Monday, June 13, 2011

Things That Don't Need a Hechsher

For an introduction to hechshers, read  What Are Hechshers and Why Do I Care? Now let's go more in-depth to hechshers. Conversion candidates and others new to kashrut get hechsher-dependent and get anxious about eating anything without a hechsher because we don't trust our own knowledge (or may still lack that knowledge).

What kinds of products have hechshers? In theory, something you would eat or might potentially consume (like swallowing toothpaste). But for reasons unknown to me (unless it's about easy money), you will find hechshers all over the place, particularly on cleaning products. I don't intend to eat my dishsoap or bleach, but I'm glad to know that I could eat it if it were physically possible. On the other hand, not all consumable items require a hechsher.

In short: A) Not everything that has a hechsher requires one, and B) You can consume certain items even without a hechsher.

The simplest example of A is cleaning products. The simplest example of B is fruits and vegetables (though fruits and veggies may require washing to rid them of potential bugs, but that is a different topic).

Now here is a convenient list of many common items in your house (and belly) that do not require a hechsher in order to be theoretically kosher for use, barring a problem with other laws of kashrut.

Non-Edible Items (Or So I Would Hope)
Aluminum foil
Cling wrap
Cleaning products (including dish soap and oven cleaner)
Cupcake wrappers
Unflavored dental floss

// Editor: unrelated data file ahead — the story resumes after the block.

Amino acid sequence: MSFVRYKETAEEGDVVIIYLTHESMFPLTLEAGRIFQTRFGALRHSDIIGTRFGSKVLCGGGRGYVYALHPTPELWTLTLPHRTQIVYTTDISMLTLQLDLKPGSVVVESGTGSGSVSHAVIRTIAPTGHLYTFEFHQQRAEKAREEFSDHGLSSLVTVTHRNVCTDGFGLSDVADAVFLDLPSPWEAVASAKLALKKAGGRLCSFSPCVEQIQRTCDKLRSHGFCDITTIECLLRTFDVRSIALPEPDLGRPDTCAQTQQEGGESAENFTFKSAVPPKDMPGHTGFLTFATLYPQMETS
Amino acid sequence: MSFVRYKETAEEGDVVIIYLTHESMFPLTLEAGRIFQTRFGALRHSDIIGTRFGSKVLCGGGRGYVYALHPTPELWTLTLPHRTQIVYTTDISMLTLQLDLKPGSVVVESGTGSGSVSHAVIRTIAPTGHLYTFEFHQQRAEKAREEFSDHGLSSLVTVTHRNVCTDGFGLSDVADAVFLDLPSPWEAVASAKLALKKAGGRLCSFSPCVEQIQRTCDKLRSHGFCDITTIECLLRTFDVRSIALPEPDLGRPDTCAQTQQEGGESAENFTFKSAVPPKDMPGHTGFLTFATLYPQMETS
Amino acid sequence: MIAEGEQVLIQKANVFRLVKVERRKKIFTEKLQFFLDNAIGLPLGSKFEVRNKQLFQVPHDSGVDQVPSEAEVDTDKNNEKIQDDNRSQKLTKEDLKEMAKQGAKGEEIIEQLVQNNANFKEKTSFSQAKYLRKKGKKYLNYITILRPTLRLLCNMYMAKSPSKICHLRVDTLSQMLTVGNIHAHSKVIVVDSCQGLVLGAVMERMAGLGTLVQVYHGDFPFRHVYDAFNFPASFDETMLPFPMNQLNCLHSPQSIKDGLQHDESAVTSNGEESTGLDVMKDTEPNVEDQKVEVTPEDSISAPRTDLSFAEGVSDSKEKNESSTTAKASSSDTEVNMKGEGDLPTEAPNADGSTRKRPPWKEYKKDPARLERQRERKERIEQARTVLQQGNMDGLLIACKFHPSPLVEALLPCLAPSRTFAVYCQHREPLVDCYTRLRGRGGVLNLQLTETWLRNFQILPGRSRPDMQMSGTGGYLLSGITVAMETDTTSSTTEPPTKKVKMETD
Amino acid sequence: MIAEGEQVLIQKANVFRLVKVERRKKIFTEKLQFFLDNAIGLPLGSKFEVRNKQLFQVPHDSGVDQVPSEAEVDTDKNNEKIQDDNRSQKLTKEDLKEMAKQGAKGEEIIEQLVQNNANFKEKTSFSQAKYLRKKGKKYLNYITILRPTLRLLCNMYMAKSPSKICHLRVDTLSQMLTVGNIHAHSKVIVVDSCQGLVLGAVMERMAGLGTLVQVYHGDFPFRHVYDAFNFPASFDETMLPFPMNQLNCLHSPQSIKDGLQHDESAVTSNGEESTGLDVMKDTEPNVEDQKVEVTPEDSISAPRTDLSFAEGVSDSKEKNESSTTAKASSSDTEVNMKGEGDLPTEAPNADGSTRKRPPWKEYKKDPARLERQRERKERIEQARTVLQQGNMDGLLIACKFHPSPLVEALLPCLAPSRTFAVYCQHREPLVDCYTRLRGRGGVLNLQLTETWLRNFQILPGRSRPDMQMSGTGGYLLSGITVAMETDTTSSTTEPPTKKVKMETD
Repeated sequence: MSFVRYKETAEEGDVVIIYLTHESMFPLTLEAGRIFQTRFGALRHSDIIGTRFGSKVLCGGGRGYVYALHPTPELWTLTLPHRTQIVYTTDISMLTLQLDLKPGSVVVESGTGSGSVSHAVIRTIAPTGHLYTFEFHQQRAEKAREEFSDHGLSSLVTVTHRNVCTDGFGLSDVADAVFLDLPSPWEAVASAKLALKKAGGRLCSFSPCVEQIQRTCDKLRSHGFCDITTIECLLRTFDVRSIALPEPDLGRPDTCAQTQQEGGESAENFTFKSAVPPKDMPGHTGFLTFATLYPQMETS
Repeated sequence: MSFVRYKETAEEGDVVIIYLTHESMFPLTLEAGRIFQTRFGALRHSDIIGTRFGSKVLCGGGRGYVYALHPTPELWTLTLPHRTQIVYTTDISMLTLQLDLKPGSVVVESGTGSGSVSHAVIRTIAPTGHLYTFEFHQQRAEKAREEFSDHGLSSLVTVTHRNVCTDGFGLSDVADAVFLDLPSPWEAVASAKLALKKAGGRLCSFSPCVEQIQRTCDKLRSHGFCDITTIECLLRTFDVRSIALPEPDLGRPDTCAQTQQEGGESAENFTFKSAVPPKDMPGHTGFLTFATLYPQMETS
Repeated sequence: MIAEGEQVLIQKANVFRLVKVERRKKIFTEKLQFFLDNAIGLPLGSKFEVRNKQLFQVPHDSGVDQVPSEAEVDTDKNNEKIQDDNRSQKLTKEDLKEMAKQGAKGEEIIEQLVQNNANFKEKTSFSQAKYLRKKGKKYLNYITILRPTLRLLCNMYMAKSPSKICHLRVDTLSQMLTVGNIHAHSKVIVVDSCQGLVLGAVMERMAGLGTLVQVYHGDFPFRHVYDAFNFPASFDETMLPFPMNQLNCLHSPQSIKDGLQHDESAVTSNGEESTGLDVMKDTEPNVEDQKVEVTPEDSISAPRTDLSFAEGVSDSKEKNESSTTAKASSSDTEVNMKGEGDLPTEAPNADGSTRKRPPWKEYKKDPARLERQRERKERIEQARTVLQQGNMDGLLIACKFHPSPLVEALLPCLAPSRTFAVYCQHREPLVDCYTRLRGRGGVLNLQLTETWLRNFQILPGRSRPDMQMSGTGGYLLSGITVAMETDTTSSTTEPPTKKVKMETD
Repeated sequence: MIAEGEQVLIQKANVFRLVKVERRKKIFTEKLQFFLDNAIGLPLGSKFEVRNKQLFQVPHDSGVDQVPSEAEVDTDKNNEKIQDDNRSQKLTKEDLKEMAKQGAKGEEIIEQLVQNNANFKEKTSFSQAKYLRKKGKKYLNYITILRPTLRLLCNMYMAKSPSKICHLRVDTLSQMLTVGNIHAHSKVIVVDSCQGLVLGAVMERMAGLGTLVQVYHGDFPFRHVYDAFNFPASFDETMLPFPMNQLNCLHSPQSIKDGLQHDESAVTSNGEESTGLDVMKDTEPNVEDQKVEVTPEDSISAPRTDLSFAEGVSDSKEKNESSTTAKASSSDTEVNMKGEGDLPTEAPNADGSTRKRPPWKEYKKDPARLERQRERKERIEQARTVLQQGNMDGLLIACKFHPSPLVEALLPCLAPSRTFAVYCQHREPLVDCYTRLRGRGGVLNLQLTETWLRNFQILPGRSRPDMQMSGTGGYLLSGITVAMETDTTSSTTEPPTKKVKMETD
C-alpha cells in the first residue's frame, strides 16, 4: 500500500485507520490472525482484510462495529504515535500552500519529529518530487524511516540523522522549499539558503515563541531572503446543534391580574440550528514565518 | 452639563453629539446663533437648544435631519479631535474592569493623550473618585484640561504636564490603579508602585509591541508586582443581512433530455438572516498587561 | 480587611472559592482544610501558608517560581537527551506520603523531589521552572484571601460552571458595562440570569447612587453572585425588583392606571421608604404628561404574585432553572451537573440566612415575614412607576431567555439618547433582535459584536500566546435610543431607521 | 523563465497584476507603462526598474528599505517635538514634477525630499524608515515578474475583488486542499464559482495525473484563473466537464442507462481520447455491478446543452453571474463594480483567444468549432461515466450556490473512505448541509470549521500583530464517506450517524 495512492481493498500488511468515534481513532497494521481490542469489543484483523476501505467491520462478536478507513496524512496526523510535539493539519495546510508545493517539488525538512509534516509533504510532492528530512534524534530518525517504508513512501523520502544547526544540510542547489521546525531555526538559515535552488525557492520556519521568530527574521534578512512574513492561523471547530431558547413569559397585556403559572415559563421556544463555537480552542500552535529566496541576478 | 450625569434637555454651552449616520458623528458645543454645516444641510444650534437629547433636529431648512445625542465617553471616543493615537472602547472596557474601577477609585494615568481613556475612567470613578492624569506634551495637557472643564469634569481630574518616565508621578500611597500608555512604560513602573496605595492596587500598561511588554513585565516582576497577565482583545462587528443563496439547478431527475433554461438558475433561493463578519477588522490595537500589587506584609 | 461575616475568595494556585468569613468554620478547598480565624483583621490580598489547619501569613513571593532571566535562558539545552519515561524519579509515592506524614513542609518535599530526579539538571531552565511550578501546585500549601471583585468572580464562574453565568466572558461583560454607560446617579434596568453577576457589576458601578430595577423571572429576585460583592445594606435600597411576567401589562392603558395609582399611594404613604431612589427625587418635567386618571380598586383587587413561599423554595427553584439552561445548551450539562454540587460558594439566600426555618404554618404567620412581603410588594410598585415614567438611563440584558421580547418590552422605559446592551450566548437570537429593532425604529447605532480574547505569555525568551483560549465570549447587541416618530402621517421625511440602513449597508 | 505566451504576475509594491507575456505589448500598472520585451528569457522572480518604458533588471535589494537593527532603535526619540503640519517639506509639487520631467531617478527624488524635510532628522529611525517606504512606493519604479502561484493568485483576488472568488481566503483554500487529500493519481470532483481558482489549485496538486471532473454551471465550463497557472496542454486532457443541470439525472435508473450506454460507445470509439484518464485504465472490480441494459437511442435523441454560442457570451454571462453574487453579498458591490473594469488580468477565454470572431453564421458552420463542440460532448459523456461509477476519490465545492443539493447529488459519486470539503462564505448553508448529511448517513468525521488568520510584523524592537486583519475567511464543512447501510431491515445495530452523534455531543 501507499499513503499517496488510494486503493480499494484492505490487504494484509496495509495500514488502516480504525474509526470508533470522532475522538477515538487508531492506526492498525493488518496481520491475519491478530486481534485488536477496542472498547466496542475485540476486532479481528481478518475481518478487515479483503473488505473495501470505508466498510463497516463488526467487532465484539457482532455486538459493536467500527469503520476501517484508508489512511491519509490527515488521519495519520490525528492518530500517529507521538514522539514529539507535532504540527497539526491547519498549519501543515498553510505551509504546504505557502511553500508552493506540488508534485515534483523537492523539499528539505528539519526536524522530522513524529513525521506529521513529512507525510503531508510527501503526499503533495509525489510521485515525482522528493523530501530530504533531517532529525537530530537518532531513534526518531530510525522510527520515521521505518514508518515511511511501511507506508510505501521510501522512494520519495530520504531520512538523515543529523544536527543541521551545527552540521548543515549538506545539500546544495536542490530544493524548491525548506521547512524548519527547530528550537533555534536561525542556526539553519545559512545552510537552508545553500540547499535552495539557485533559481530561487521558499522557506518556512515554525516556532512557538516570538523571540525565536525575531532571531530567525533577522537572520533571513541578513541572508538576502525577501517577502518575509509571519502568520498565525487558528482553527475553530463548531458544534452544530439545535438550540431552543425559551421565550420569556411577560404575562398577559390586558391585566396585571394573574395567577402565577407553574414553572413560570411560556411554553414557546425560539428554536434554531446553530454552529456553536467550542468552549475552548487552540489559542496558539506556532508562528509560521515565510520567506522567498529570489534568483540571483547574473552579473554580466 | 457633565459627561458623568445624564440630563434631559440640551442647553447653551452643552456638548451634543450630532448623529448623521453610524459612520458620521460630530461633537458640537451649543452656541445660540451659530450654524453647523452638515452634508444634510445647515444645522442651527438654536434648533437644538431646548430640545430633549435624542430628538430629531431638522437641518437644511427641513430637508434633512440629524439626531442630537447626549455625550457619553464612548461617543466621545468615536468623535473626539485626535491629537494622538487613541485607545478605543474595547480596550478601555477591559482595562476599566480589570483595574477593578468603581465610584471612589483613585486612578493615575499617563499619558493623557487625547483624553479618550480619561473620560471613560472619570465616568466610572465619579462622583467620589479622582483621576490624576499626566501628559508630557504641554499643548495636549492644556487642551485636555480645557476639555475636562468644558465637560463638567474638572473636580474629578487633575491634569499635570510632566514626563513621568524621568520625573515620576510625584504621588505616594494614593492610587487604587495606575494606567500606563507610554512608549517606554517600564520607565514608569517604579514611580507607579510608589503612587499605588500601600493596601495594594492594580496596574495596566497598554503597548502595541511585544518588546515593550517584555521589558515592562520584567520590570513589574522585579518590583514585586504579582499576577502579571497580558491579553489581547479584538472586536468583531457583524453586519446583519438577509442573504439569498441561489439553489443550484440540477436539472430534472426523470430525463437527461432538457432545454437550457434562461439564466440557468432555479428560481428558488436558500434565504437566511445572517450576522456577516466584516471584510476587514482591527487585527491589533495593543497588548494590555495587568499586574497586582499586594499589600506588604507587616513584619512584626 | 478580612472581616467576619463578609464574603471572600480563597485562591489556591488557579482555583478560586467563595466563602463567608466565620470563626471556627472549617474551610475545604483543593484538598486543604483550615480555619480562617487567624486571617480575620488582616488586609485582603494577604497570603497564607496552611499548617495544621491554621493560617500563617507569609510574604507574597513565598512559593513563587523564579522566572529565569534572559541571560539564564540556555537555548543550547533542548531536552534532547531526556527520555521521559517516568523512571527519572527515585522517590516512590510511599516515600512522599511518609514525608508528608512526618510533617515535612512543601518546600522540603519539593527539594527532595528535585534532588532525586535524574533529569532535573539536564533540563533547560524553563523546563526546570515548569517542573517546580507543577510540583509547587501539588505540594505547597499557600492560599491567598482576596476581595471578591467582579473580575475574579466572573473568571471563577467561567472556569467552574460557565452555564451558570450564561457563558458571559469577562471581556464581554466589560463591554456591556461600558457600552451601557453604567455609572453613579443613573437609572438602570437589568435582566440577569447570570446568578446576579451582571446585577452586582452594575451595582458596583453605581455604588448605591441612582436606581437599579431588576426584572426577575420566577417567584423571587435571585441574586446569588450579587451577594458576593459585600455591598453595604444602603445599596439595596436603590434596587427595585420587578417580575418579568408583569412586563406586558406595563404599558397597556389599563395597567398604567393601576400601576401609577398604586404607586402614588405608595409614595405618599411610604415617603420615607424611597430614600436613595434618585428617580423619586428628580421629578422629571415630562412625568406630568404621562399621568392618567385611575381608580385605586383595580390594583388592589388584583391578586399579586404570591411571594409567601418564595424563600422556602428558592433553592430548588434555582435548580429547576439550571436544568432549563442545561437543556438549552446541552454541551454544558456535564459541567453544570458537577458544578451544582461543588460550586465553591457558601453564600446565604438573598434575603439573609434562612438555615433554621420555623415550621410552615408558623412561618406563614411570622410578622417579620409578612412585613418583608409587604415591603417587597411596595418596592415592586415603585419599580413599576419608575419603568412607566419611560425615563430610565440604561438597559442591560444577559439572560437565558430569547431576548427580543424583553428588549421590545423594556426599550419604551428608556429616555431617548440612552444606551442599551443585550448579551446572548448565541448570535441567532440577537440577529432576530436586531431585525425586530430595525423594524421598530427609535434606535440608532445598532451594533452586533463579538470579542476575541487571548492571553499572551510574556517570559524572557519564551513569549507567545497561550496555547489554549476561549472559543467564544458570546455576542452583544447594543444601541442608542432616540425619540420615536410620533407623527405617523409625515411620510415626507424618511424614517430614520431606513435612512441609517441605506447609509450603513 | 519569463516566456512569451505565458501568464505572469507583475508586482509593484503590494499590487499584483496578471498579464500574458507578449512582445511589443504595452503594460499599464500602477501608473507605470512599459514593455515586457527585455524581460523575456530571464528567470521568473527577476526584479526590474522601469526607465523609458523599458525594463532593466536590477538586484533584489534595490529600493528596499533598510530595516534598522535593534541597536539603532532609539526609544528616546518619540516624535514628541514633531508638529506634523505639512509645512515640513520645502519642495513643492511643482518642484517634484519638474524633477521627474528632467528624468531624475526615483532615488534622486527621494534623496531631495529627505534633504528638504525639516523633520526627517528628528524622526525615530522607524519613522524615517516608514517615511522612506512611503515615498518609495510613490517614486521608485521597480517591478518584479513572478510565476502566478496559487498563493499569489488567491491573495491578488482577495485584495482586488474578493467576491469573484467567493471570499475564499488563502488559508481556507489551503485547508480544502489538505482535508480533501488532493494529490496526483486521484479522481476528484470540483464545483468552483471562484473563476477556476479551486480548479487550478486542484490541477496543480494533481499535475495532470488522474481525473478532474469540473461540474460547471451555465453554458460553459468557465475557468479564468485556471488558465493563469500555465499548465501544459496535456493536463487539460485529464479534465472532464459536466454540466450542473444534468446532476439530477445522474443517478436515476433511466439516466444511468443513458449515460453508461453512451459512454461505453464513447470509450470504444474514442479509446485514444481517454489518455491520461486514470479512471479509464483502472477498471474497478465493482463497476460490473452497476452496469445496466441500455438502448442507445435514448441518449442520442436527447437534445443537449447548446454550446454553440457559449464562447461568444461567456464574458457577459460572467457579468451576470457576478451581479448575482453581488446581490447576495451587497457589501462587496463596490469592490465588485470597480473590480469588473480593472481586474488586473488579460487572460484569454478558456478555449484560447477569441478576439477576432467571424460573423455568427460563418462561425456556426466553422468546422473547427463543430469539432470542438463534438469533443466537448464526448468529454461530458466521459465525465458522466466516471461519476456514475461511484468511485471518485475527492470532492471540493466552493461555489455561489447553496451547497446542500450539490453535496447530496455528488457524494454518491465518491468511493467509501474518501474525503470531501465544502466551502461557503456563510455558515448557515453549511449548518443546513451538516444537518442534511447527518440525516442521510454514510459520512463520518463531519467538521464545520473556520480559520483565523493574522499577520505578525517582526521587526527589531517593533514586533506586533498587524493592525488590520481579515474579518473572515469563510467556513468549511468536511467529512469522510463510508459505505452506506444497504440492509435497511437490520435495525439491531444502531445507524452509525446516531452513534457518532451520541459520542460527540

Gloves (for example, dishwashing gloves)
Mouthwash (If you always spit it out. And ask your rabbi anyway.)
Paper plates
Pet food (Can NOT use pet foods that combine meat and dairy. For easier Pesachs, I suggest using a kosher-for-Pesach pet food year-round. Do NOT feed this food with kosher utensils.)
Plastic drinking cups
Plastic silverware
Silver polish
Toothpaste (though some people hold that toothpaste does require a hechsher because you may swallow it)

Edible Items
Unflavored apple sauce (unless there are flavorings or additives)
Unflavored domestic beers (some include imported unflavored beers)
Unflavored cocoa (as opposed to cocoa mix)
Corn starch (make sure to check for bugs)
Unflavored coffees, both caffeinated and decaf
Unflavored, unseasoned, uncooked couscous
Extra virgin olive oil
Unflavored gin (as opposed to sloe gin)
Raw grains
Whole fish
Plain flour (make sure to check for bugs)
Fresh fruits and veggies (but need proper preparation)
Unflavored honey (liquid)
Unflavored molasses
Raw nuts
Raw oats
Olives (if packed in salt water and ferrous gluconate, and/or lactic acid - and NOT from Israel - see "produce from Israel" below)
Plain, unpopped popcorn (aka, not even butter)
Plain raisins
Plain rice (make sure to check for bugs)
Unflavored tea
Tap water/Bottled water (Generally, yes. Some rabbis disagree because of bugs that may be in the water or other issues.)
Filtered water (for example, from your Brita filter)